The IRS will begin accepting tax returns on Jan. 30 after updating forms and completing programming and testing of its processing systems.
WASHINGTON - President Barack Obama, laying down his marker for grueling budget and tax negotiations, said Friday he won't accept any approach to deficit reduction that doesn't ask the wealthy to pay more in taxes.
"This was a central question during the election," Obama said in his first postelection comments on the economy. "The majority of Americans agree with my approach."
The president, speaking before a group of middle class Americans in the White House East Room, said he wasn't wedded to every detail of the plans he outlined during the election, adding, "I'm open to compromise." But he offered no indication that he was willing to back down on his insistence that the wealthy pay more.
Obama said he had invited congressional leaders of both parties to the White House next week to start negotiations on averting the "fiscal cliff" tax increases and automatic spending cuts due to hit in January that both parties agree could cripple the economy.
Republicans, as they did throughout the past four years, say raising tax rates on wealthier Americans is a non-starter. Obama has given in to them on the matter before, but his aides believe he has earned a mandate on the issue through his re-election victory.
Tucked into the "fiscal cliff" tax package approved by Congress are billions of dollars in tax breaks that should make the new year a lot happier for businesses of many stripes, including film producers, race track owners and the makers of electric motorcycles.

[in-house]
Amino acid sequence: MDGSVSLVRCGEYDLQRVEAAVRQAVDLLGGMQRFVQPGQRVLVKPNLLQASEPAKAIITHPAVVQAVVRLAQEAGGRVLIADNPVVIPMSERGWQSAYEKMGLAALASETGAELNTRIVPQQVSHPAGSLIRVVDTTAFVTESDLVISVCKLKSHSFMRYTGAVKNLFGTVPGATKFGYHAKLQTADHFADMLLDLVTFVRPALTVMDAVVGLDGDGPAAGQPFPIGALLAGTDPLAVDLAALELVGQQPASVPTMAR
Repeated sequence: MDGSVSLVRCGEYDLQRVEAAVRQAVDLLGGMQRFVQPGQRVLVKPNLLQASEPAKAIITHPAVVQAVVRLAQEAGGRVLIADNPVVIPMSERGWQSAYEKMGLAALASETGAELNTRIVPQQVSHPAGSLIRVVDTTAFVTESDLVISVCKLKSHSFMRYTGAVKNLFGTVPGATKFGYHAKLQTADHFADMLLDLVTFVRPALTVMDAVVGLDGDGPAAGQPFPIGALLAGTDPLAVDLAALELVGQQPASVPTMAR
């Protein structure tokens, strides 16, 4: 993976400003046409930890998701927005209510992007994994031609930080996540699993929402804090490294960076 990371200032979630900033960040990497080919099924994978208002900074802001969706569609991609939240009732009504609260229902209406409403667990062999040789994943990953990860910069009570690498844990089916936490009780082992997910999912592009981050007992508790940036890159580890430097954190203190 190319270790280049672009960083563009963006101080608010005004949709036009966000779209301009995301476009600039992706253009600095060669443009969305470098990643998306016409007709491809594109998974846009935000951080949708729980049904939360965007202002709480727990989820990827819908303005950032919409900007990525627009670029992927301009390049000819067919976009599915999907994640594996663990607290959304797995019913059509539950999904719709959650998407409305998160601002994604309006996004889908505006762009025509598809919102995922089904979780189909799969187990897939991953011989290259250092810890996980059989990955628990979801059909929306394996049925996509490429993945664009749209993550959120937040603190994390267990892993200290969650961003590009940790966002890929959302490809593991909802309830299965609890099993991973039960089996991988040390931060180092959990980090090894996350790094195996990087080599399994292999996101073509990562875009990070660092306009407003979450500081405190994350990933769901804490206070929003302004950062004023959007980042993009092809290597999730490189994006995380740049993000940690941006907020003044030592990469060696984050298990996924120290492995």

The "fiscal cliff" compromise on taxes leaves a big part of the nation's budget crisis still dangling.
The tax increases because of the fiscal cliff bill are not just for the rich, Social Security Payroll Tax increases by 2 percent.
Congress sent President Barack Obama legislation to avoid the economy-threatening "fiscal cliff" of middle-class tax increases and across-the-board spending cuts late Tuesday night.
Past its own New Year's deadline, a weary Congress sent President Barack Obama legislation to avoid a national "fiscal cliff" of middle class tax increases and spending cuts late Tuesday night.
Maneuvered into a political corner, House Republicans abandoned demands for changes in emergency legislation to prevent widespread tax increases and painful across-the-board spending cuts and cleared the way for a final, climactic New Year's night vote.
The Senate-approved compromise to avert the "fiscal cliff" ran headlong into opposition from the No. 2 House Republican and other GOP lawmakers Tuesday, raising questions about how Congress might be able to give final approval.
A look at why it's so hard for Republicans and Democrats to compromise on urgent matters of taxes and spending, and what happens if they fail.
Legislation to negate a fiscal cliff of across-the-board tax increases and sweeping spending cuts to the Pentagon and other government agencies is headed to the GOP-dominated House after bipartisan, middle-of-the-night approval in the Senate.